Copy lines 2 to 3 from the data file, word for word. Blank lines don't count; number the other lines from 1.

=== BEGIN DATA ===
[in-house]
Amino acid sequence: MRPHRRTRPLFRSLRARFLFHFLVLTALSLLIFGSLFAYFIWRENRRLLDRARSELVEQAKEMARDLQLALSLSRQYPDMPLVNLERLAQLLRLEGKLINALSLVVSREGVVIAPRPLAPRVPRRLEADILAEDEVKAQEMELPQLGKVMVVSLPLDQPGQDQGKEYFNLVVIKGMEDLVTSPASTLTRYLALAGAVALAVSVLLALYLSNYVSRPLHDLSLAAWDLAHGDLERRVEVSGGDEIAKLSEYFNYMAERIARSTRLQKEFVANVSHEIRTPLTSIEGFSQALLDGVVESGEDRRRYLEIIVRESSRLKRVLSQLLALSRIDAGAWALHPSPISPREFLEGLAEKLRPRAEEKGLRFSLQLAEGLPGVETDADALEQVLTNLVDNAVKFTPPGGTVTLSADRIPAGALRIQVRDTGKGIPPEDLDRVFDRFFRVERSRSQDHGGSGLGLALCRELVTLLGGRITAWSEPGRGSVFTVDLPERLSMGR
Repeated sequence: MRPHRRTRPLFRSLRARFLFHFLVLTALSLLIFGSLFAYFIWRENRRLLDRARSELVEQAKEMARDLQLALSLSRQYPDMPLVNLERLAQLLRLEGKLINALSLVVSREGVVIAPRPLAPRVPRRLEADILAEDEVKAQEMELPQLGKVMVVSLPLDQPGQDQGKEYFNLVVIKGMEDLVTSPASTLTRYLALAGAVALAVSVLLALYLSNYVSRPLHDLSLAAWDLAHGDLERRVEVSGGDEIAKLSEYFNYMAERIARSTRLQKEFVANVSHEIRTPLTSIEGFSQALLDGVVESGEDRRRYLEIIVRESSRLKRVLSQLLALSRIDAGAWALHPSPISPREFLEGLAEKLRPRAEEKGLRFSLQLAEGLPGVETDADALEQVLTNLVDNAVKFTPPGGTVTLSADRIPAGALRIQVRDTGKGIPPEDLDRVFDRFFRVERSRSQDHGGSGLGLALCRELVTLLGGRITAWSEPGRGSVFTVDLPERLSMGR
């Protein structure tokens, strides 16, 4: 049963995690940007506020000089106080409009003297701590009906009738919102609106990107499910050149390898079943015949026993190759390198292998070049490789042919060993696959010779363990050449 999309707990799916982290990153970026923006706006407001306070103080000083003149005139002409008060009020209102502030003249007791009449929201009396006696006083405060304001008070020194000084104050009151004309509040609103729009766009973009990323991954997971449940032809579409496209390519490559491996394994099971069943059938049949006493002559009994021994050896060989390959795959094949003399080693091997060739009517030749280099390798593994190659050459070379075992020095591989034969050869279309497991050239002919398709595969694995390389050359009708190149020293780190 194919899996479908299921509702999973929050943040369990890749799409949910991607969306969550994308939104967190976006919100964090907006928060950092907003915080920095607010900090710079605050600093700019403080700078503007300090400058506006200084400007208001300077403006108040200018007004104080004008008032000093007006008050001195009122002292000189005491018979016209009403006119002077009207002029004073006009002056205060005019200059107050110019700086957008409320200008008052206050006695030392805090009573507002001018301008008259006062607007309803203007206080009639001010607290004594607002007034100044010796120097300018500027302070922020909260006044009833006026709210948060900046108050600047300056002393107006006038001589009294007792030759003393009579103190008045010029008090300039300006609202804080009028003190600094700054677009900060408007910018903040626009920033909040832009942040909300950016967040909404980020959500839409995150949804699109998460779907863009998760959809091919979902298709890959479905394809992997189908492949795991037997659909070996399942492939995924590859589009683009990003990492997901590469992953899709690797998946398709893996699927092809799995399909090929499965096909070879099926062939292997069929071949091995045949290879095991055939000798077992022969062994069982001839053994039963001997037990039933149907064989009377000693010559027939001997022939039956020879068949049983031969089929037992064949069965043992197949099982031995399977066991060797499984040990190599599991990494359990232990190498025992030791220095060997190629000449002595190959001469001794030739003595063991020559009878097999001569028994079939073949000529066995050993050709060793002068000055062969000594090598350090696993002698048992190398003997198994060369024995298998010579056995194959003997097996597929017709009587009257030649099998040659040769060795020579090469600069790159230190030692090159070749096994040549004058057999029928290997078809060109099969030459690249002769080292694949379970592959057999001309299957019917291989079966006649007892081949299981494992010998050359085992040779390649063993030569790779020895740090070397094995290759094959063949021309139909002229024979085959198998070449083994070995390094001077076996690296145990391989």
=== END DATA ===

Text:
Amino acid sequence: MRPHRRTRPLFRSLRARFLFHFLVLTALSLLIFGSLFAYFIWRENRRLLDRARSELVEQAKEMARDLQLALSLSRQYPDMPLVNLERLAQLLRLEGKLINALSLVVSREGVVIAPRPLAPRVPRRLEADILAEDEVKAQEMELPQLGKVMVVSLPLDQPGQDQGKEYFNLVVIKGMEDLVTSPASTLTRYLALAGAVALAVSVLLALYLSNYVSRPLHDLSLAAWDLAHGDLERRVEVSGGDEIAKLSEYFNYMAERIARSTRLQKEFVANVSHEIRTPLTSIEGFSQALLDGVVESGEDRRRYLEIIVRESSRLKRVLSQLLALSRIDAGAWALHPSPISPREFLEGLAEKLRPRAEEKGLRFSLQLAEGLPGVETDADALEQVLTNLVDNAVKFTPPGGTVTLSADRIPAGALRIQVRDTGKGIPPEDLDRVFDRFFRVERSRSQDHGGSGLGLALCRELVTLLGGRITAWSEPGRGSVFTVDLPERLSMGR
Repeated sequence: MRPHRRTRPLFRSLRARFLFHFLVLTALSLLIFGSLFAYFIWRENRRLLDRARSELVEQAKEMARDLQLALSLSRQYPDMPLVNLERLAQLLRLEGKLINALSLVVSREGVVIAPRPLAPRVPRRLEADILAEDEVKAQEMELPQLGKVMVVSLPLDQPGQDQGKEYFNLVVIKGMEDLVTSPASTLTRYLALAGAVALAVSVLLALYLSNYVSRPLHDLSLAAWDLAHGDLERRVEVSGGDEIAKLSEYFNYMAERIARSTRLQKEFVANVSHEIRTPLTSIEGFSQALLDGVVESGEDRRRYLEIIVRESSRLKRVLSQLLALSRIDAGAWALHPSPISPREFLEGLAEKLRPRAEEKGLRFSLQLAEGLPGVETDADALEQVLTNLVDNAVKFTPPGGTVTLSADRIPAGALRIQVRDTGKGIPPEDLDRVFDRFFRVERSRSQDHGGSGLGLALCRELVTLLGGRITAWSEPGRGSVFTVDLPERLSMGR